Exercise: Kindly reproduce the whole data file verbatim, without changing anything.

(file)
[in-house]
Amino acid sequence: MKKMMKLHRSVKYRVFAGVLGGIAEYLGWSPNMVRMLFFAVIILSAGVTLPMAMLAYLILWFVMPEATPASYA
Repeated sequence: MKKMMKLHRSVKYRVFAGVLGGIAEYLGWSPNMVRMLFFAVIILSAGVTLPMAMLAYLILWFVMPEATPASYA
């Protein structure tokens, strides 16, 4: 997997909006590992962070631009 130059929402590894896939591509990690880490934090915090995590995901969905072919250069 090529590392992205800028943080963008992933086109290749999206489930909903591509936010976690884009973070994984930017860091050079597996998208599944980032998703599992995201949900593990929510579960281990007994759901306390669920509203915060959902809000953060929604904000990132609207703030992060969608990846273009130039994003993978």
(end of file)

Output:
[in-house]
Amino acid sequence: MKKMMKLHRSVKYRVFAGVLGGIAEYLGWSPNMVRMLFFAVIILSAGVTLPMAMLAYLILWFVMPEATPASYA
Repeated sequence: MKKMMKLHRSVKYRVFAGVLGGIAEYLGWSPNMVRMLFFAVIILSAGVTLPMAMLAYLILWFVMPEATPASYA
């Protein structure tokens, strides 16, 4: 997997909006590992962070631009 130059929402590894896939591509990690880490934090915090995590995901969905072919250069 090529590392992205800028943080963008992933086109290749999206489930909903591509936010976690884009973070994984930017860091050079597996998208599944980032998703599992995201949900593990929510579960281990007994759901306390669920509203915060959902809000953060929604904000990132609207703030992060969608990846273009130039994003993978």